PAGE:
The Blue Grass Chemical Agent Destruction Pilot Plant (BGCAPP) is a one-of-a-kind facility that contains a number of first-of-a-kind (FOAK) pieces of equipment and procedures for the processing of nerve agents stored at the Blue Grass Army Depot. There is no standard of operation to compare against. BGCAPP is essentially a FOAK plant with a number of FOAK pieces of equipment. There is an inherent risk to any one-off chemical plant. In industry there is normally a pilot plant preceding the full-scale production plant. In this case, that is not really possible. At this writing, each part of the process has either been approved by the Kentucky Department for Environmental Protection in the current Research, Development, and Demonstration (RD&D) permit, or is being reviewed by the Kentucky Department for Environmental Protection (i.e., the design and process revisions presented in the current RD&D Permit Revision 5 Submission). Given the obvious risks involved with processing chemical warfare agents, it is important to use modeling to identify operational, management, maintenance, and safety issues rather than waiting to encounter them during actual operations. To this end, a discrete-event Monte Carlo simulation model was used by BGCAPP program staff to predict how long BGCAPP will be in use.
One should recognize that the BGCAPP model is a process model, not a model of the underlying chemical methodology of agent destruction. The process model assumptions describe the flow of material within the processing system. The system parameter values used in the BGCAPP model are based on estimates by BGCAPP personnel of chemical agent inputs and outcomes.
The BGCAPP process model was presented to the committee in block diagram flow format, shown in Figure 1-1. Comparing the structure of the diagram to the technical information presented to the committee at the initial meeting at BGCAPP, the model appears to represent the process well. Given the complexity of the BGCAPP facility, it was difficult to determine from the committee’s quick walk-through of the facility whether or not the structure of the model reliably represents the BGCAPP facility from a process-flow standpoint. It is clear, however, from presentations given to the committee and the ensuing discussion, that BGCAPP management supports the model from a structural standpoint and is fully invested in it. In fact, the model structure has been vetted periodically over time by BGCAPP personnel.1 Given this, the committee’s two main questions were the following:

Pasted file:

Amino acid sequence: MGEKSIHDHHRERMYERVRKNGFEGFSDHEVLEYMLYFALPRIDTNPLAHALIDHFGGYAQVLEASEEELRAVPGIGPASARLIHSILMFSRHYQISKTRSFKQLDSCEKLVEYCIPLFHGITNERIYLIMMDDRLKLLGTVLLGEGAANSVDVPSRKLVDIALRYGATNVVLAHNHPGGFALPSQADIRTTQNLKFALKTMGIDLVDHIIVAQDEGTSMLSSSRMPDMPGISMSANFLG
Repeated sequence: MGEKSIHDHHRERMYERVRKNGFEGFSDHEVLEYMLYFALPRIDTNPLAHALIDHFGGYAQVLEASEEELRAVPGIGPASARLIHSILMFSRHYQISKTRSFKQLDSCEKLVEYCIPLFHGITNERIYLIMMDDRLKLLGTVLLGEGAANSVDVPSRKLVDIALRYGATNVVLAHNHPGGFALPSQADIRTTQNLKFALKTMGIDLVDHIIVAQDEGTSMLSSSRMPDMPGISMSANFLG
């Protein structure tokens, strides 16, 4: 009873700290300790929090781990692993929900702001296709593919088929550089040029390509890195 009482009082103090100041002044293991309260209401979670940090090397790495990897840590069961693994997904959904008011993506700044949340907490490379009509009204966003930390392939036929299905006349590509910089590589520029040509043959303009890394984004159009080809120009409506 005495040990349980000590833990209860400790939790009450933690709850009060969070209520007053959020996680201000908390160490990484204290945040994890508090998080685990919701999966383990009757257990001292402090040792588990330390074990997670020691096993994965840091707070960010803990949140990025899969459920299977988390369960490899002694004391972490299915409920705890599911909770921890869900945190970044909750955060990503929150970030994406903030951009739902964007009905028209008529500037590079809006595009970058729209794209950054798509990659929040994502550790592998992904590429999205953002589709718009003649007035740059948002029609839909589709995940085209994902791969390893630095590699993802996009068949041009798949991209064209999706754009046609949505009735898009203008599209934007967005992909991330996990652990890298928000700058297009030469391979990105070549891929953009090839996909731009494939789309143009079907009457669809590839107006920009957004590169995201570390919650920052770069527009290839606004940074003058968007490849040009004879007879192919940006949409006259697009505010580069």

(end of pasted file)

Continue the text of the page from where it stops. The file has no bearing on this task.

- Was the model exercised appropriately? and
- Was the model fed appropriate parametric data?
Discussions with BGCAPP staff during the first meeting and later by telephone revealed that some of the input data for the model was gleaned from historical data that was gathered in a way such that the true stochastic nature (or random behavior) of the data was not identified.2,3 Some of the input data were estimated by gathering all of the subject-matter experts in the organization together to make educated, consensus estimates of the values to be used in the model. Thus, it appears that most of the stochastic nature of many important system parameters is not available to the model. This should not be construed as critical of the processes that BGCAPP has used to estimate the operational data to be fed to the model. The data used in the model were simply the best data available at the time. The average processing rates and times used in the model could be accurate in the mean
1 John Barton, chief scientist, Bechtel Parsons Blue Grass (BPBG), conference call with committee member Thom Hodgson on September 30, 2015.
3 John Barton, chief scientist, BPBG, Charles O’Classen, throughput engineer, BPBG/Bechtel Pueblo Team (BPT), Michael Noyes, and John Coyne, Bechtel Parsons Group, conference call with committee member Thom Hodgson on October 1, 2015.
(for example, the estimates of the time to drain the agent from weapons).
The proposed elimination of the washout functions will impact the operation of downstream treatment systems and thus the model input parameters. Two processes that will be impacted are presented as examples below: munition drain times and filter sock change-out activities.
Finding 4-1. While the process model explores the influence of variations in operating parameters on the performance of BGCAPP, the limited treatment of the stochastic nature of those parameters does not reflect operational experience.
Finding 4-2. The reliance on point estimates in the model data does raise concerns about the ability of the model to accurately forecast future facility operations in terms of the length of time to complete the processing of the chemical weapons and the risks involved in operating the facility.